The Great Northern War
Charge! The Swedish Liv Dragoon Regiment thunders down upon its quaking enemiesIt's a legitimate question. Why has it taken you so long to produce a unit of your own cavalry, based in your own 'chevron' style?Time and conflicting priorities is the answer. I don't have enough of the former and an abundance of the latter.Squadron 1 full charge in chevronI did paint about eighteen riders but only three or four horses. That enabled me to get the web shop stocked but a long way off a 'game ready' unit.Squadron 1 - the chevron is more obvious from this angleSince these chaps emerge about a year ago we've released about another 140 models many of which required painting. We done several show, travelled hundreds of gaming miles and I have been working on several publications and articles. Not excuses, just facts.Squadron 1 rear viewNevertheless, the rapid progress on the new GNW supplement inspired me to get some of these chaps table ready and photographed. I painted around seventeen horses and an additional three ri
Cossack infantry advancingInvigorated by the excellent progress being made on the GNW Supplement for BLB, I treated myself to some painting which was not actually on the very backlogged schedule.In addition to the painting I did some more reading on Cossacks and found that over the years I had fallen into swallowing a few cliches about them. Perhaps it was too much exposure to the Battleground hex based Napoleon in Russia computer game or, believing all the Taras Bulba hype.Cossack infantry Command - The Hetman is particularly fine as is the hat waving Ivan!For some reason, I had missed the fact that much perhaps the majority, of a Cossack army was composed of infantry which preferred to fight from the protection of defences.All together now! You can just hear them singing 'Stenka Razin!' I learned that at Primary school!The Sword & Flame army guide appears to suggest that the mounted component of a force was a relatively small minority compared with the musket armed or levy element. Wagons al
Danish infantry brigade takes position 1693-1700Forgive the paraphrasing of Carlsberg's strap-line of the last decades but....Danish infantry attack the FrenchIf you know any Danes you'll also know they are quite distinct from other Scandinavians. I always find the Danish approach engaging. Direct, curious, straight and no nonsense. They usually like to have some fun too. You know where you are in the company of Dane!The sample force for Beneath the Lily Banners 3rd edition - see key belowDanish Force 17002 Veteran ‘All musket’ battalions with flintlock muskets 5 points3 Drilled ‘All musket’ battalions with flintlock muskets each @ 1.5 points 4.5 points3 Drilled-Elite squadrons of ‘Bullet’ Horse, armour each @ 1.5 points &
Didn't make it into the book but, a nice shot anyway - Saxons defend part of a village.The book project is now in full swing and I am getting updated layout drafts sent to me every few days which give a very encouraging progress check simply because the suggested additions and changes are visible when it comes back!From a Kliszow re fight about five years ago. Will the remnant of the Livgardet breakthrough?Currently it looks like it will run to roughly the same size as The War of Three Kings although there is less content focused on rule mechanics as the core system applies and is detailed in WTK.The additional content is based around forming forces, background information for gaming the period and collateral to orientate gamers in the wide scope of central, eastern and southern European conflicts from 1670-1720.From a Fraustadt re-fight we did four or five years ago.In this post I am featuring some 'overs' - shots unlikely to be used in the finished book but with a focus on the Saxon army. The cr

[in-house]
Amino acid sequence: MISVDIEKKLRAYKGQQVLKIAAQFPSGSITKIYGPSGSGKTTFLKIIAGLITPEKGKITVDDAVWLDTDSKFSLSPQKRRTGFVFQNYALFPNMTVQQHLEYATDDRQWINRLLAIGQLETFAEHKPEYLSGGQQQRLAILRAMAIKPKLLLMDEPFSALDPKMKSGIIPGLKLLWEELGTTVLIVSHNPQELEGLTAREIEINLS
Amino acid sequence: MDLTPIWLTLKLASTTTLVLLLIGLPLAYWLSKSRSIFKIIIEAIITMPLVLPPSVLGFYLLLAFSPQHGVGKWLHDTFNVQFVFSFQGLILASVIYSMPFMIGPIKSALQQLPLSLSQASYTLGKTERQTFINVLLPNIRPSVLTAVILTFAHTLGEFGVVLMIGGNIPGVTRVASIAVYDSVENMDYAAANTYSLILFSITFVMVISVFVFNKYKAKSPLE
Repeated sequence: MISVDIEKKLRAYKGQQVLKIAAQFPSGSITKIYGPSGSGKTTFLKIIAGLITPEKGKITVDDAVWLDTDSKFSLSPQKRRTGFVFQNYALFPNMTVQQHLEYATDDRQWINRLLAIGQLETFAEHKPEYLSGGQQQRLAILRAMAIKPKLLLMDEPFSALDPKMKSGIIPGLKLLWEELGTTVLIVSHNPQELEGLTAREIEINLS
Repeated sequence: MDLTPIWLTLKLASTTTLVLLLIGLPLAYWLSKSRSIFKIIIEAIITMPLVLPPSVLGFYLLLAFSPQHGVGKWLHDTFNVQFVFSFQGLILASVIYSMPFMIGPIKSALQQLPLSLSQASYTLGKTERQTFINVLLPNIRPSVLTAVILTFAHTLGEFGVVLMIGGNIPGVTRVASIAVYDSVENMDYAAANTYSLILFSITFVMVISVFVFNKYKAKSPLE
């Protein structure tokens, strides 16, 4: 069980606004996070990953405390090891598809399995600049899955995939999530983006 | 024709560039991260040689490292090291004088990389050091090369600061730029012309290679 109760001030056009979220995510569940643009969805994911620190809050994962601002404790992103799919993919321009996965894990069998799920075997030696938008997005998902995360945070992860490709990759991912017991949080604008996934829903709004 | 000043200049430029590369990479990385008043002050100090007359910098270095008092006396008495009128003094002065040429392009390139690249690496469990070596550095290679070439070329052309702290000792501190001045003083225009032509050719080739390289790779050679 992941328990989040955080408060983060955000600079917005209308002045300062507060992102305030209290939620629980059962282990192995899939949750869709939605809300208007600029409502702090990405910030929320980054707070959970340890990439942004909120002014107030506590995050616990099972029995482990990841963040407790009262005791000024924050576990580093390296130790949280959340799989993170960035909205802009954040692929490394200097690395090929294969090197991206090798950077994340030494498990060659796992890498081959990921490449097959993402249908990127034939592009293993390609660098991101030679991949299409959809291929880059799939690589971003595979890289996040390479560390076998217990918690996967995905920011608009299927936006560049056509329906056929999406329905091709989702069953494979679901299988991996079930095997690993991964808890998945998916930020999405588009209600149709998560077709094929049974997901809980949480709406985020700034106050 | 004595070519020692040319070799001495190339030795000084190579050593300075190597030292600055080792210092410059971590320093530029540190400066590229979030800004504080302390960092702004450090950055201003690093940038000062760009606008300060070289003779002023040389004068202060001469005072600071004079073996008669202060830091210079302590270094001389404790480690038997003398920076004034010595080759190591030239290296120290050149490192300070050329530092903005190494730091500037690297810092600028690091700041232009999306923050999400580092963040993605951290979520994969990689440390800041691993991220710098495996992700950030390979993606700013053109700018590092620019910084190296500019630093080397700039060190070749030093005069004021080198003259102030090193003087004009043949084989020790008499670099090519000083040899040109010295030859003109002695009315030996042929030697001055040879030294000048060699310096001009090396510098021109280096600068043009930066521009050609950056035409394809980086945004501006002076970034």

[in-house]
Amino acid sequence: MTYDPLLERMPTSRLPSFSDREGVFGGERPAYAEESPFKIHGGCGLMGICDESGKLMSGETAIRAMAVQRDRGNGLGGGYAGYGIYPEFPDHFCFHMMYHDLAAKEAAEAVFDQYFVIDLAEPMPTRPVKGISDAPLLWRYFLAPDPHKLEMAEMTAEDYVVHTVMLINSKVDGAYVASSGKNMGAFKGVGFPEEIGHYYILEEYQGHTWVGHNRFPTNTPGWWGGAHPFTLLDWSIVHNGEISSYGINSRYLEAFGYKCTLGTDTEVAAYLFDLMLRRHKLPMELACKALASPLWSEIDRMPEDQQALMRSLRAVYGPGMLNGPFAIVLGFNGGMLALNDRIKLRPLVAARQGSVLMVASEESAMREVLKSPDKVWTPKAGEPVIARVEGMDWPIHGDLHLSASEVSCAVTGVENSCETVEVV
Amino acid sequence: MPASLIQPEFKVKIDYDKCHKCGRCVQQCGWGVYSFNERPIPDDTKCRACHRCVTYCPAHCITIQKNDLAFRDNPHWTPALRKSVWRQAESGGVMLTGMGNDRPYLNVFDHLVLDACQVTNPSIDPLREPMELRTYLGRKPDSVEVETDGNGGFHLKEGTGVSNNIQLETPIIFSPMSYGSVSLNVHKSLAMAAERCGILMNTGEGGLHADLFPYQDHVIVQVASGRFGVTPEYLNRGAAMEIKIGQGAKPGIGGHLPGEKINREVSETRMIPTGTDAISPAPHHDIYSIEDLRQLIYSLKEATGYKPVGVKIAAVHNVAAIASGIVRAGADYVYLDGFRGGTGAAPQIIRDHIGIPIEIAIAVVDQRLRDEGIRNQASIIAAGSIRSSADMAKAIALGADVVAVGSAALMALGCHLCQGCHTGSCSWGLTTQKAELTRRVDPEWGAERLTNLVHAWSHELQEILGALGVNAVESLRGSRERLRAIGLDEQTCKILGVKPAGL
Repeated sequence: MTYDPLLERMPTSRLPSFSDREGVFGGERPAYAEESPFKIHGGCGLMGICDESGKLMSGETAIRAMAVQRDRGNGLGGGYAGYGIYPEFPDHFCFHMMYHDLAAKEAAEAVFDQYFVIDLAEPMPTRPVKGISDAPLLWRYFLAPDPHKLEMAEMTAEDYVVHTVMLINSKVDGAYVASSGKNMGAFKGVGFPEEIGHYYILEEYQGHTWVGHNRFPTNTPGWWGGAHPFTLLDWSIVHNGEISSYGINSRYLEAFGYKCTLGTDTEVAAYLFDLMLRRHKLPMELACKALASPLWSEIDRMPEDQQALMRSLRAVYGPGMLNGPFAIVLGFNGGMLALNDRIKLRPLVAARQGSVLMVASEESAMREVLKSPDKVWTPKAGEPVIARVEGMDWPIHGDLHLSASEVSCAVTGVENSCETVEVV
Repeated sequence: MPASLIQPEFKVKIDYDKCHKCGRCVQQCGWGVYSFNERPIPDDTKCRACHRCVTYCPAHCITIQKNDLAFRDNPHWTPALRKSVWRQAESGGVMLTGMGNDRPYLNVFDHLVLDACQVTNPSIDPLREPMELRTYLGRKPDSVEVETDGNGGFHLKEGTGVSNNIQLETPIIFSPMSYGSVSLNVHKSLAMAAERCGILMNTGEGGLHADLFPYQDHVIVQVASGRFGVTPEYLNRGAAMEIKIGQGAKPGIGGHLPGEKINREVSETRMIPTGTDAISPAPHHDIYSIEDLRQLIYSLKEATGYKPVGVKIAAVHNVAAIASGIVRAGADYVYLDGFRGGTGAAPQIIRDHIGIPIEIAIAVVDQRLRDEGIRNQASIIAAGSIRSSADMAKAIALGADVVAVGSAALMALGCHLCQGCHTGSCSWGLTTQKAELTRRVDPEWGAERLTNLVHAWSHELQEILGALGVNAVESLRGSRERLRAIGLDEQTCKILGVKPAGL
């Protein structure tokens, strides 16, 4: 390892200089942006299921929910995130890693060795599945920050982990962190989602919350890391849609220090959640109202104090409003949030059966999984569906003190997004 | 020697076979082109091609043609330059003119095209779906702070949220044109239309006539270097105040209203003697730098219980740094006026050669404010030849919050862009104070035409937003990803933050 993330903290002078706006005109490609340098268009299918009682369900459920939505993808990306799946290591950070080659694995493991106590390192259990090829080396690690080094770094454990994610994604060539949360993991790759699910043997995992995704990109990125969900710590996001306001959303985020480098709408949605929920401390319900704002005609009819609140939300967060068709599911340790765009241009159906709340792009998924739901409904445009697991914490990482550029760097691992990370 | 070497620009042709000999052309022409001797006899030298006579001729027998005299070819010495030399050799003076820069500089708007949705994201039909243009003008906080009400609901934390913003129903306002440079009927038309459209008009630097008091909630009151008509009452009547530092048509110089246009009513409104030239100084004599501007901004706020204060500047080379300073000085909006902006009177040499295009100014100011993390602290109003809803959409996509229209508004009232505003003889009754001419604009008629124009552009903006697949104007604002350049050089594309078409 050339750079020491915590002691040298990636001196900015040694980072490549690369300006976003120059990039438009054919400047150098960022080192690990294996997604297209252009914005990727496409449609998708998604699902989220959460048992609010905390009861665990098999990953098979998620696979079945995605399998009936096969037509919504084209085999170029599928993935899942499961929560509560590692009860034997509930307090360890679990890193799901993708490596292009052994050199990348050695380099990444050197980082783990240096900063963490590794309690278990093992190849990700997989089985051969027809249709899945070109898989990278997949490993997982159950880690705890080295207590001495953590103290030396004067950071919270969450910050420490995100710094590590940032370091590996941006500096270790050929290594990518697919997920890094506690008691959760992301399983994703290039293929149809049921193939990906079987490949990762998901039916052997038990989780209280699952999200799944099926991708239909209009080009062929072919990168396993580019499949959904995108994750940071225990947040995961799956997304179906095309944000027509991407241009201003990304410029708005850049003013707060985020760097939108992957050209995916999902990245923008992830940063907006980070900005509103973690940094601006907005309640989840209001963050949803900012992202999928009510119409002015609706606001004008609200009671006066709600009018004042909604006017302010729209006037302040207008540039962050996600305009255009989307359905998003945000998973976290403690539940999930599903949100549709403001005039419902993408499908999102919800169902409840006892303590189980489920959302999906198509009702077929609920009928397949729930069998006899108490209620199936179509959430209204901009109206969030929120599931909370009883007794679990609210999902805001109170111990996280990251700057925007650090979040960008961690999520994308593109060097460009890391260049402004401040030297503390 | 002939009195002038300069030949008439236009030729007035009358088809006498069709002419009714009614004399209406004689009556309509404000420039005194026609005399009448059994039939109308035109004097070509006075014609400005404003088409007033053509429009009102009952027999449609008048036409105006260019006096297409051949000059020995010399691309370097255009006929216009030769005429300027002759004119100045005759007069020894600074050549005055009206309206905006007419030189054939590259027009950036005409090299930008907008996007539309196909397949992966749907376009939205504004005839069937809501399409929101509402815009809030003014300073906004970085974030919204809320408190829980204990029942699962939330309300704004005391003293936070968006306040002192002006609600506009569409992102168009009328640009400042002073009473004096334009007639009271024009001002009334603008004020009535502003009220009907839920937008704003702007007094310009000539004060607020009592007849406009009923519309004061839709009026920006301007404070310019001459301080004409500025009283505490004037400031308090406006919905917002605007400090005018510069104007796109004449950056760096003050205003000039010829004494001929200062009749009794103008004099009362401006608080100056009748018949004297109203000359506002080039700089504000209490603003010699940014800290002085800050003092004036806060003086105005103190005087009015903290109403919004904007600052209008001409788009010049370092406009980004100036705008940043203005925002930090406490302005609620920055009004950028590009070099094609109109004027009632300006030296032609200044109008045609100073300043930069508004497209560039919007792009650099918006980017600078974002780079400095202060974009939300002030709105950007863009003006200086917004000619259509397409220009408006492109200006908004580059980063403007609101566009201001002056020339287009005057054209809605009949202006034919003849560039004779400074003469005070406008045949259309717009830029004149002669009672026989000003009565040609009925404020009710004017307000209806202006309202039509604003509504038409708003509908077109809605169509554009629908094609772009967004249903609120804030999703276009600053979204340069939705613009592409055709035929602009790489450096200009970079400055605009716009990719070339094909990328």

Russian Force #1 details below in the textWhere have I been then? Up to my armpits in getting the GNW/Eastern Wars supplement for Beneath the Lily Banners 3rd edition moved forward.Russian field gun in a log redoubtThe book is being laid out right now and the early views are very encouraging. Despite a pretty extensive archive of shots, I knew I didn't have enough of the right kind. I have thus forsaken the paint brush since January 1 and focused on focusing the lens on the toys.Russian Moscow Dragoons move up to the front.As I have mentioned in previous posts. You need to take a lot of pictures to get the shots you want. So far, the new book has spaces for over 150 shots so that means hundreds of clicks in order to produce this required (and growing) number. The book is already at circa 140 pages and rising (largely due to the lay out format we have been using).RUSSIAN FORCE #1 (Photo at top of post)Drilled battalion REGULATION with flintlock @ 1.5 point x 4 = 6 pointsRaw battalion REGULATION with flintlock